# Questions tagged as ['key-exchange']

In Is Diffie-Hellman less secure when A and B select the same random number? , the possibility of Diffie-Hellman key exchange producing identical peer keys and the vulnerability of it against passive attackes was brought up, again - as a duplicate.

But is there a equivalent in *-LWE family of lattice-based key exchanges? My question being, without considering CCA-hardening such as Fujisaki-Okamoto t ...

Alice encrypts file using her public key and upload it to decentralised file store (some service). Bob buys access to the file. Is it possible to share decrypted file with Bob without having Alice's key? Decentralised file store doesn't store any private keys, but it knows that Bob has access to the file (e. g. from smart contract).

I understand that it is feasibly impossible for A and B to select the same random number, given the large input space, but what if it does happen? Does it effect the security of the key exchange? Can an attacker determine that the same keys were chosen?

In the cryptography course, the professor said that:

these days for symmetric key encryption, instead of sending out the key, Alice sends the seed to Bob, and then based on that Bob can get the key.

I didn't actually understand the role of the seed, besides, if Bob can generate the key based on the seed so Eve can do the same, right?

I am trying to better understand how TLS works. I understand in the normal use case you need various random values generated and used in the key exchange, to prevent some MITM reusing a previous transmission to spoof the server or the client.

However, let us assume some degenerate case where there is a single server whose single public key is already known by its clients as well as various adver ...

I just read through the text book definition of Diffie–Hellman key exchange. And from what i understand, the public key that is shared based on the protocol is calculated from:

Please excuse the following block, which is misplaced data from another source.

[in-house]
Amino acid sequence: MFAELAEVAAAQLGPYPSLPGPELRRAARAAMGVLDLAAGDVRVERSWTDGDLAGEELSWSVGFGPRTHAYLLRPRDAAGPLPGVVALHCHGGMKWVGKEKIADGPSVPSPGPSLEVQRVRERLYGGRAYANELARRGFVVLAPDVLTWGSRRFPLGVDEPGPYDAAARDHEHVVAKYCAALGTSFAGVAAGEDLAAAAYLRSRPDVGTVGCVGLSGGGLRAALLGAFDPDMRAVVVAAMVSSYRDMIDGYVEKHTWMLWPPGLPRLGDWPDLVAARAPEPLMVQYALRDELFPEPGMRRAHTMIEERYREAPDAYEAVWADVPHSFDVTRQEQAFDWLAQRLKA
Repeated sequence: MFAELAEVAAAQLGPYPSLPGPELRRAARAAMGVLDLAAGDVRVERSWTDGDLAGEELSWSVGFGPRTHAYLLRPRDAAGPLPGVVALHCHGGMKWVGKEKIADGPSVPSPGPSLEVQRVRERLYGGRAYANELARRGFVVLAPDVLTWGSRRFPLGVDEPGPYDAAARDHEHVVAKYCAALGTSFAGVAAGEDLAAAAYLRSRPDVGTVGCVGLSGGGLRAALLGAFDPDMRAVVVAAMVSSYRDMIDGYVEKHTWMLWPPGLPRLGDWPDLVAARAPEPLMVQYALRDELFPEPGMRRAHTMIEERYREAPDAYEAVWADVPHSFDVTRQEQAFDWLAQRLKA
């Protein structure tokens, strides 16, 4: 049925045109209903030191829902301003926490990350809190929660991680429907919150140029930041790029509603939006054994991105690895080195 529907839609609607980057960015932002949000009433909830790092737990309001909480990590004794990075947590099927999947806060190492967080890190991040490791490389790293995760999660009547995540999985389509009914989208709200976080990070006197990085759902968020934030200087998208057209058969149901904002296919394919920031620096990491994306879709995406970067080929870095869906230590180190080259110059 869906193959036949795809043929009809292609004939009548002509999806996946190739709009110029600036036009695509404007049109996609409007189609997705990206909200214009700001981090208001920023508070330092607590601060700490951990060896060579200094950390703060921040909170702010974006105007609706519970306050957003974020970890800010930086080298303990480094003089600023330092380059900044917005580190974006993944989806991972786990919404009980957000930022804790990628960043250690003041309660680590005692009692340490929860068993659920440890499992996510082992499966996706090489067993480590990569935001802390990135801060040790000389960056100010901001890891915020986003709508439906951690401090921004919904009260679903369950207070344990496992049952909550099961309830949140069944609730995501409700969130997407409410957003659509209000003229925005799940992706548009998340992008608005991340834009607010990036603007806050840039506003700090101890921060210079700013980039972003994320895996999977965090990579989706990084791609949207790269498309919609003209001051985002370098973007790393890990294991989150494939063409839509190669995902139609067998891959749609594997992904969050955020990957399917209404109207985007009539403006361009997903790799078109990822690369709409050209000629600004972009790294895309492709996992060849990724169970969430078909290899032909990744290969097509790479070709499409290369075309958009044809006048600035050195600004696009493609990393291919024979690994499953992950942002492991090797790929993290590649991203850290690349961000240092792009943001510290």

`g^k mod p`

where g is a generator in the multiplicative group, and p is a large prime and k is the private key.

My question is, are all public/private key generated to have this relationship? Or this way of generating the pu ...

I'm getting familiar with Signal key exchange phase and as far as I understand all 3 exchanges between Alice ephemeral key and all of Bob keys from the bundle, I have some thoughts about key exchange between **Alice identity key** and **Bob pre signed key**.

I'm aware this is to authenticate Alice and confirm she has identity private key but could this exchange be replaced with one of:

- Alice identity key &l ...

As we know, NIST PQC project is at its 3rd round, with draft standard expected to arrive in the next (few) year(s).

An unfortunate fact is that, we're not seeing many signature schemes general-purpose enough (in the sense that, the size of some of their cryptograms may be large). However, the lattice-based PKC/KEM algorithms have favorable cryptogram sizes.

In SSL/TLS, the forward secrecy feature is ...

Which asymmetric algorithm will be best only for key exchange to set up communication using symmetric cryptographic algorithm. Comparison should be in term of speed, key length and their hardware implementation on FPGA?

I came across this paper "Hybrid Key Encapsulation Mechanisms", were three methods are defined that allow a secure combination of a classical key encapsulation with a post-quantum key encapsulation.

In terms of security and performance all three of them seem to be equally good.

For the second method, called "DualPRF Combiner", it is written:

OurdualPRFcombiner is inspired by the key derivation in ...

Say, using something like Shamir's polynomial scheme, you split a secret $x$ among $n$ people (each given a "share" of the secret) such that you need all $n$ shares to recover the secret. How can one ensure that all $n$ participants will have access to the secret. E.g. with two people, Bob and Alice, Alice could tell Bob her share, and Bob could just take that and open the secret without disclosing ...

Does there exist a source of randomness that anyone in the world can independently, conveniently and robustly access? For example, the 10th decimal place of the temperature in Mexico City is sufficiently random. But it's inconvenient for Bob to access independently, and it can't be measured robustly anyways.

The source of randomness must also be secure, in that no one party controls it (or access ...

I received a public key by JSON.